By Hope S. Philbrick
Whether you’re an experienced homebrewer or simply hoping to increase your at-home beer supply during the pandemic, look to Brewferm.
Brewferm is a Belgian family-owned business that makes homebrewing easy. What started in 1972 as a hobby has grown into “Europe’s most highly specialized wholesaler of products for homebrewing beers” according to press materials.
My husband Dean has been homebrewing for several years, but didn’t have ingredients on hand when the pandemic hit. Brewferm to the rescue. We received three different brew mixes: Beastly Belge, Belgian 1774, and Dubbel Dame. Whole kits are available if you don’t already have supplies on hand.
Brewferm kits are easy with no boiling required. They include the hopped malt and yeast. Since Dean is the head brewer here at home, I asked him about his experiences working with the Brewferm mixes:
How did Brewferm compare to other brewing kits you’ve tried?
The recipes are easy to follow. I didn’t use Brewferm equipment and fermentation took longer than the instructions suggested. The final ABV wasn’t as high as what the instructions indicated, but the appearance of the beer looks good, they taste fine at bottling (even before carbonation) and will taste better with bottle conditioning.
What are the steps?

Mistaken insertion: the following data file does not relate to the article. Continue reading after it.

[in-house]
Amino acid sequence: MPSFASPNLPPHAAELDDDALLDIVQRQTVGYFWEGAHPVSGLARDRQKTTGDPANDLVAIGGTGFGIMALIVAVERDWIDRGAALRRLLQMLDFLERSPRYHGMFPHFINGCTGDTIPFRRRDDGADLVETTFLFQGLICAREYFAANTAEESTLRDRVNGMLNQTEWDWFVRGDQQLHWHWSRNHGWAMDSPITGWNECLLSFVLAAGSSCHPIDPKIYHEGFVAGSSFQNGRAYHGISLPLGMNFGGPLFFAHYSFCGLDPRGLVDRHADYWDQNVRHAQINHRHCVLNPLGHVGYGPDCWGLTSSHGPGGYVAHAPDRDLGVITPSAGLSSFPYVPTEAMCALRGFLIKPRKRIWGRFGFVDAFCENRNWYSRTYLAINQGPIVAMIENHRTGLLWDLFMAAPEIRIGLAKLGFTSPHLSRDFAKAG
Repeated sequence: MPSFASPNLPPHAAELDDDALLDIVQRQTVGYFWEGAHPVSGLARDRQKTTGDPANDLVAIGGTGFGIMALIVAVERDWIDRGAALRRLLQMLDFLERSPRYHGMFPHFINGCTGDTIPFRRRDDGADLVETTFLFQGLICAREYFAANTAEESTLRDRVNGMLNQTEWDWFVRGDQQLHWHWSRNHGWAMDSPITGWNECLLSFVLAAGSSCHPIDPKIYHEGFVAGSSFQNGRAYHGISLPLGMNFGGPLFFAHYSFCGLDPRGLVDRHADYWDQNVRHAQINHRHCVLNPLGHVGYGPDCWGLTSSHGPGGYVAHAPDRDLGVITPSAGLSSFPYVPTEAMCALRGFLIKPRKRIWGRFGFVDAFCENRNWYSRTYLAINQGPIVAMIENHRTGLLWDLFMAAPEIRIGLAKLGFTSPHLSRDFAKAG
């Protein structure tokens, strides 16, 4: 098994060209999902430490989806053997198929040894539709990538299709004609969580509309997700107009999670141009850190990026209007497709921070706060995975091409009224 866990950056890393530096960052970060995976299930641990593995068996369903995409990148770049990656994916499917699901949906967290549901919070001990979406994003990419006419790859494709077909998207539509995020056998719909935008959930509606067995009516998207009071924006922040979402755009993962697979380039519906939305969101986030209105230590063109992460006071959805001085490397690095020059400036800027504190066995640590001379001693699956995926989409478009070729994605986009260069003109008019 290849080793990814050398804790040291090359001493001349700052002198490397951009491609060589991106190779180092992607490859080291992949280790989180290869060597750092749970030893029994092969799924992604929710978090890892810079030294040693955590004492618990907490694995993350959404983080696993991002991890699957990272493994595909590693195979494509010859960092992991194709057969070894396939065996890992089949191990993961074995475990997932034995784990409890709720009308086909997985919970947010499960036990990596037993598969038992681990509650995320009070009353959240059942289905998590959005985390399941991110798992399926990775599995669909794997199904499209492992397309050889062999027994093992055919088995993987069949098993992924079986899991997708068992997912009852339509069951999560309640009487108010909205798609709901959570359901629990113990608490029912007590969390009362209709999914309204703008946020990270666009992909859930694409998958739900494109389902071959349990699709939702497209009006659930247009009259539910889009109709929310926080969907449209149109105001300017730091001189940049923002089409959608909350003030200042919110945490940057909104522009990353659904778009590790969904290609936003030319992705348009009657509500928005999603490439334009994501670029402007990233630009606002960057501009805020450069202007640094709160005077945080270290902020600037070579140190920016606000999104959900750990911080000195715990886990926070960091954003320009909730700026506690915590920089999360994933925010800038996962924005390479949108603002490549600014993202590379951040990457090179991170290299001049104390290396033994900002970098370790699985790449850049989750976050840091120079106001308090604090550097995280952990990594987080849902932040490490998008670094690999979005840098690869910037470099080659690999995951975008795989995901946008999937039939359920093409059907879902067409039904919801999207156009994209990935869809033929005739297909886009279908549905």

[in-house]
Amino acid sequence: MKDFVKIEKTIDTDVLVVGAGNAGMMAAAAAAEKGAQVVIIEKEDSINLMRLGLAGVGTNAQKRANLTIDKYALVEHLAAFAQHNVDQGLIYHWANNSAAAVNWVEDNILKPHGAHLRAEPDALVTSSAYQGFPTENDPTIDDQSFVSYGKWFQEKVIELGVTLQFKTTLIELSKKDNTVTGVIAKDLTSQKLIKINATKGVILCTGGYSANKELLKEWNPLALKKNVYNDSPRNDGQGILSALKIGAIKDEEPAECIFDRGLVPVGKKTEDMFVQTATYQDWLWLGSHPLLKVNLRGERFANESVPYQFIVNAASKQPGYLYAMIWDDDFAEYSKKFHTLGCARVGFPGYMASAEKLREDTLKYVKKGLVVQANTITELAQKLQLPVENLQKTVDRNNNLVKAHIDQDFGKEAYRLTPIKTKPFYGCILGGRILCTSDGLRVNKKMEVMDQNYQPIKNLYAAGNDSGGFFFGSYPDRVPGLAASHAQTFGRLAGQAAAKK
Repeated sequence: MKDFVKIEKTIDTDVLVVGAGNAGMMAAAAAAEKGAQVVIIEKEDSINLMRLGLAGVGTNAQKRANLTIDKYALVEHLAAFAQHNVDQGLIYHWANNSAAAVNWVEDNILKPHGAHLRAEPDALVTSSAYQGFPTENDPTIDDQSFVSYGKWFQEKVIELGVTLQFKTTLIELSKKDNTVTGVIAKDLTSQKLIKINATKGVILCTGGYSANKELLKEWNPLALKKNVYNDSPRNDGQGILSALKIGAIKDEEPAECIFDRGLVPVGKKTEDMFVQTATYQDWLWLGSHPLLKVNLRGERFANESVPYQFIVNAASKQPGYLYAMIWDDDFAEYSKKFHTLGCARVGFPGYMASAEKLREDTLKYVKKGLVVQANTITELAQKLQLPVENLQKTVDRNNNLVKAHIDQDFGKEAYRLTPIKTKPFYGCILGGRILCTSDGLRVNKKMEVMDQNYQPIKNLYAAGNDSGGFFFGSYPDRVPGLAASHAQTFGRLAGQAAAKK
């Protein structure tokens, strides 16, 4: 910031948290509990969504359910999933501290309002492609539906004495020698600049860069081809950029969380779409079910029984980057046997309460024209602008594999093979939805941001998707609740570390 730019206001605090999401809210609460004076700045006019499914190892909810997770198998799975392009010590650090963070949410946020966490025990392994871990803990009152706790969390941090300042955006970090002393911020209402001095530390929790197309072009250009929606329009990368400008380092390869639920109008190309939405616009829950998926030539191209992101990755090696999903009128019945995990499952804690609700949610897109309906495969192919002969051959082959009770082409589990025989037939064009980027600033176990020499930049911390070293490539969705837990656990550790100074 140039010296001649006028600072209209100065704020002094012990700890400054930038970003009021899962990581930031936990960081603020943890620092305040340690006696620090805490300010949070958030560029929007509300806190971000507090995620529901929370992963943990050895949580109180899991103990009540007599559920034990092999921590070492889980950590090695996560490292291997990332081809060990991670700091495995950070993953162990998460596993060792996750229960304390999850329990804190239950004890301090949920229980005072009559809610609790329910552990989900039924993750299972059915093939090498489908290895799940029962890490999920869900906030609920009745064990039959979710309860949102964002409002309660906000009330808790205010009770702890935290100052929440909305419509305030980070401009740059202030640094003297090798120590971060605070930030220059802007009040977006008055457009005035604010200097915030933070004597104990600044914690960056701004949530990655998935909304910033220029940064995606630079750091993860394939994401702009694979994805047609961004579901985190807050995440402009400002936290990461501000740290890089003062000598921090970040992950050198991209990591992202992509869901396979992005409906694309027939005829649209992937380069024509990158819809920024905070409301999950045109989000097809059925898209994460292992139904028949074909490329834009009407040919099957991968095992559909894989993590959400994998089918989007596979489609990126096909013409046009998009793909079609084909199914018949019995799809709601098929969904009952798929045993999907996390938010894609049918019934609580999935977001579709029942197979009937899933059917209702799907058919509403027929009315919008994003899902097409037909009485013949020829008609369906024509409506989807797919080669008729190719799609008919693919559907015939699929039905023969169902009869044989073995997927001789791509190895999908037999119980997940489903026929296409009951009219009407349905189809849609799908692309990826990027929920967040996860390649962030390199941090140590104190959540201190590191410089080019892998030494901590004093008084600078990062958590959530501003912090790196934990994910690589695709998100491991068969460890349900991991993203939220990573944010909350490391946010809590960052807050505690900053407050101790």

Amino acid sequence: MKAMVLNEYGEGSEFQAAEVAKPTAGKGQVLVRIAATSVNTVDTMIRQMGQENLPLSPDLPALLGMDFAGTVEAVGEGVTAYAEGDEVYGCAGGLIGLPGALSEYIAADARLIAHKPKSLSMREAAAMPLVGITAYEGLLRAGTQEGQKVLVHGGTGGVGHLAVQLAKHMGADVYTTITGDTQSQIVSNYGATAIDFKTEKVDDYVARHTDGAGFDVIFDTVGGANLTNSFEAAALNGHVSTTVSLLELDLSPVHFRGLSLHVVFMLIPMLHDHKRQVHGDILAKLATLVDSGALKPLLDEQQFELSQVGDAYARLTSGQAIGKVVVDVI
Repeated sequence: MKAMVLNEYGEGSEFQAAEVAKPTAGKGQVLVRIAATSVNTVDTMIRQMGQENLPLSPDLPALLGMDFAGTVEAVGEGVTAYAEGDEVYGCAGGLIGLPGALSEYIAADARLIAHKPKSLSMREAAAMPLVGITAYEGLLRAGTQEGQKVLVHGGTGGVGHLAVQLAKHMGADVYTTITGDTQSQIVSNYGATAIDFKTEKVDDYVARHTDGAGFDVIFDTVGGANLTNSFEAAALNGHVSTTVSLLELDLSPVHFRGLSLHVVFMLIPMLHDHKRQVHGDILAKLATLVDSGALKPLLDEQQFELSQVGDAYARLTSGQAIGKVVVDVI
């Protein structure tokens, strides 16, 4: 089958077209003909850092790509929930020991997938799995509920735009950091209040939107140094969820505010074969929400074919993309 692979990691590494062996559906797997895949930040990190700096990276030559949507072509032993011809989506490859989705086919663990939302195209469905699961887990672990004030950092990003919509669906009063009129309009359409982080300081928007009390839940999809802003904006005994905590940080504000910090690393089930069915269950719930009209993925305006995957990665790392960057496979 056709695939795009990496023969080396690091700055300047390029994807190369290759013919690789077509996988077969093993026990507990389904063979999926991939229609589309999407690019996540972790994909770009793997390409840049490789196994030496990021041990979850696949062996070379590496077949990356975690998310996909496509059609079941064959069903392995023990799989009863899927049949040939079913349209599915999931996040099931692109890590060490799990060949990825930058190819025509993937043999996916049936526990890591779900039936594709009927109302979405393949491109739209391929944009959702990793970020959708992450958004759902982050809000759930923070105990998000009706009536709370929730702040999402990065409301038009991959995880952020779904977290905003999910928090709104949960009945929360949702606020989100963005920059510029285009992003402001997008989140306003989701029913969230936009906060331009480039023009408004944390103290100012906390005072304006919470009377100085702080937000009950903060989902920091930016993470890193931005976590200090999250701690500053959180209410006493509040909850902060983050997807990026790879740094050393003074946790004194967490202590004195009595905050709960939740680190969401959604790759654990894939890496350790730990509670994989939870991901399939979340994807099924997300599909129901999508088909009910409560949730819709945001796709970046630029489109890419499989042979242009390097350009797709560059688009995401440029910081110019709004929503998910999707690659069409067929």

I had to sanitize all the equipment—sanitation is the No. 1 success factor in beermaking—measure and mix water, add the appropriate amount of sugar to the fermentation bucket and add yeast as instructed. I then waited for fermentation to complete and did the bottling. I added carbonation tablets at bottling.
Why did you let the beers ferment longer than the recommended time?
To ensure that the fermentation was fully complete. You look at your bubbler and even though the instructions said two weeks I could see it was still fermenting slowly so I waited. I’d say that you should expect to let it ferment at least three weeks in the fermentation bucket.
How does Brewferm compare to Mr. Beer Kits?
Brewferm is really simple. All you do is mix syrup with water then add sugar, mix it, dump it into the fermentation bucket and add yeast.
If it’s so easy, do you still feel like it’s beer that you made?
I always equate these types of kits to making a packaged cake mix. You still have to make it, measure it, bake it.
Does the kit live up to your expectations?
Yes. It couldn’t be easier. The hard part is making sure everything is clean and sanitized and that you maintain sanitation throughout the process to ensure success.
Would you buy a Brewferm kit again?
Does the flavor of the beer live up to your expectations?
The jury is still out since we’re waiting on the bottle conditioning, but the initial flavor is good and it should improve. These are Belgian-style beers. There are no obnoxious flavors.
How much beer did these kits make? Are we all set through the pandemic?
Each of these kits had a different yield. With Beastly Belge I got 37 bottles, which was the highest yield. Belgian 1774 was 28 bottles. Dubbel Dame was 20 bottles. You can expect to lose the volume of about three to five bottles during the production process, which is totally normal. Of course, we’ll always need more beer!
Dean makes the beer, but I make the labels. For this trio, made during the pandemic, a coronavirus theme seemed appropriate. (From left to right, Beastly Belge, Belgian 1774, and Dubbel Dame.)
Photos © HSP Media LLC
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